Social media has also become both a lifeline and a pipeline for critical, instant information.

Earlier this year, as tornadoes wreaked havoc across Dallas, authorities used Twitter to communicate with the masses. Dallas newspapers, television and radio stations also took to Twitter to get the word out. The Dallas Red Cross tweeted continuous updates and safety information, while DFW International Airport was able to provide personalized service via Twitter.

After the disaster, advance notice and effective communication were given primary credit for the fact that there were no fatalities, and Twitter was undeniably part of that.

Individuals are also relying on social media for critical communications, both personal and political.

On Dec. 21, 2011, a Utah woman and her 17-month-old son were taken captive by her boyfriend (the boy’s father) and beaten for almost five days. The boyfriend took her phone so she couldn’t call for help, but she managed to get hold of a laptop and hide in the closet.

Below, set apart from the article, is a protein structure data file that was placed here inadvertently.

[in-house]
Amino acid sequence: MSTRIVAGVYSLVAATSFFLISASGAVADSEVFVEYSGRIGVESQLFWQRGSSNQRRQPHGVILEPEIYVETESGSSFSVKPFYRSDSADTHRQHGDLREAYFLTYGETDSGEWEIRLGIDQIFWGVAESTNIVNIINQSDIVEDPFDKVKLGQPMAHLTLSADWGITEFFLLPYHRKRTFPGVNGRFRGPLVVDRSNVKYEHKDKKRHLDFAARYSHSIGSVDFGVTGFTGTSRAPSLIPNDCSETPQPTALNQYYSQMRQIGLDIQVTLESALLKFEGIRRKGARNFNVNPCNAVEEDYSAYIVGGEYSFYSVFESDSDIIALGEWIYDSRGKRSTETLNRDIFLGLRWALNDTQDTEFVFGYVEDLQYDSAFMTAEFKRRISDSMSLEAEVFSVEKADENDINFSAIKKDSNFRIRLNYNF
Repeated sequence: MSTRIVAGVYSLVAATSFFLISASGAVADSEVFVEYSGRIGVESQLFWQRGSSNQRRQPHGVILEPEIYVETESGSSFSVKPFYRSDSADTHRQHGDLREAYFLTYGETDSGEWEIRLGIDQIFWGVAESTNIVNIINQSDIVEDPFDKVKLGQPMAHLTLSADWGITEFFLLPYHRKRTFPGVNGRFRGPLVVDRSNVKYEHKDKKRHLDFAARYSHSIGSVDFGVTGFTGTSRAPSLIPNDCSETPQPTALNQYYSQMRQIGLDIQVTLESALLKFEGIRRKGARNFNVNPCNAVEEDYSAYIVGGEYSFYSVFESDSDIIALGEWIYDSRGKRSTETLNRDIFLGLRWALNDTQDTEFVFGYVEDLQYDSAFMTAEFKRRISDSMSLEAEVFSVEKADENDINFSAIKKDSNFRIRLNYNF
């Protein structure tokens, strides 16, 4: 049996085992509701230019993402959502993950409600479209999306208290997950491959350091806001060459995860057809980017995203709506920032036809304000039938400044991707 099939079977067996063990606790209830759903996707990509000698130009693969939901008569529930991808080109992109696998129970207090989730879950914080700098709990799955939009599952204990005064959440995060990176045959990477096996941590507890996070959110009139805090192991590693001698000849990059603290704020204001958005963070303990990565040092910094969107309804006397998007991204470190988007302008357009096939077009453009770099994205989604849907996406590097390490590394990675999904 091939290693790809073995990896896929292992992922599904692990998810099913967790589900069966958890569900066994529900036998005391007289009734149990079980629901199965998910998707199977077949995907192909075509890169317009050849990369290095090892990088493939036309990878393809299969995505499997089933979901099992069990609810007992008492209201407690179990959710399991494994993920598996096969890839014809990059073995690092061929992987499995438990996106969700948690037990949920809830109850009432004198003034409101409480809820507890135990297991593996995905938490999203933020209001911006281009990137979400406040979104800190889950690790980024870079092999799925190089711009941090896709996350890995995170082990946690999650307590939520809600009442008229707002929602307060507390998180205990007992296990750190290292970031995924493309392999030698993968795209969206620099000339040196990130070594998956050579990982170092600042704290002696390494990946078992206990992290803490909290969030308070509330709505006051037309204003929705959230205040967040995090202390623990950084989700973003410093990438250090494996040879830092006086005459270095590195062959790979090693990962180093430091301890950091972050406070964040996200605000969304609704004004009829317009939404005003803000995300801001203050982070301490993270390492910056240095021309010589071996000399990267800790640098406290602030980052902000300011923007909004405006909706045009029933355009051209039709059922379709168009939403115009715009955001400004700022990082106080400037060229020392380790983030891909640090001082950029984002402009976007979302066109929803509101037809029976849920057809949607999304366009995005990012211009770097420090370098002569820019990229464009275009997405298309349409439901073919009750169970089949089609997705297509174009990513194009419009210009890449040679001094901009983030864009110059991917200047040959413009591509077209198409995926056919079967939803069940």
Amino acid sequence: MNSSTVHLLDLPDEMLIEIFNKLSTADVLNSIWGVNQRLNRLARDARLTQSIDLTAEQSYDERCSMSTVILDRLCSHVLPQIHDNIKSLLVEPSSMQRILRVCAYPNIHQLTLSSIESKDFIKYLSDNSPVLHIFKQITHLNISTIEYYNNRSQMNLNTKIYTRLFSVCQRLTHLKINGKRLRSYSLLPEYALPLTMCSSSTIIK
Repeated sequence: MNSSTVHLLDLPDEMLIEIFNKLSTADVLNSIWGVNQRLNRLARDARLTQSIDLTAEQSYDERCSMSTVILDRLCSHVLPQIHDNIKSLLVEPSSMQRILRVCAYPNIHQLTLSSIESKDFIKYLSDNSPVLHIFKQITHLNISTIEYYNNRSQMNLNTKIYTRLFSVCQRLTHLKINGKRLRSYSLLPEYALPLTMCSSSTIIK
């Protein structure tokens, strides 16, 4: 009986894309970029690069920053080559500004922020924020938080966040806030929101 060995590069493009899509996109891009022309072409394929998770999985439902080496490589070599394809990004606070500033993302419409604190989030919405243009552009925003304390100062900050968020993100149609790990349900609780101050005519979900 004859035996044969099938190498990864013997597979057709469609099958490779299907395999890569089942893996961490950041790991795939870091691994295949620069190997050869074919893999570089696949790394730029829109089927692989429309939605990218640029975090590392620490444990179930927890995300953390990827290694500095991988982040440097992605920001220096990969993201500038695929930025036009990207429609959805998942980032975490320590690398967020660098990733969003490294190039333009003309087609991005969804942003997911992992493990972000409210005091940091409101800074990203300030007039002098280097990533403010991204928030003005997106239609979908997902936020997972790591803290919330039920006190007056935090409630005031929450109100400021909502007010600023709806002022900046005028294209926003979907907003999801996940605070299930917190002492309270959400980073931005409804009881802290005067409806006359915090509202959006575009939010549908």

Logging onto Facebook, she posted, “Hello, is anyone out there? I’m having serious problems and me and [the child] will be dead by morning.” Friends saw the post and contacted authorities, who rescued the woman and her son and arrested the boyfriend. There you have it. Facebook saves lives. Just like the telephone.

In 2010, Kosuke Tsuneoka, a Japanese journalist held hostage for five months in Afghanistan, tweeted his way to freedom on his captor’s cell phone. The guard had asked for Tsuneoka’s assistance with the new phone, as it was a more advanced model than most Afghanis used. Tsuneoka was able to activate the Internet on the phone; interest his captor in Twitter, claiming he could get messages out to Japanese journalists that way; and then “demonstrate” how to use it.

He tweeted, “I am still allive, but in jail” followed a few minutes later by “here is archi in kunduz. in the jail of commander lativ.” He was freed the next day. Read the story on PC World here.

In September 2010, a man armed with guns and explosives walked into the headquarters of the Discovery Channel and launched a hostage situation that lasted hours and ended with his death.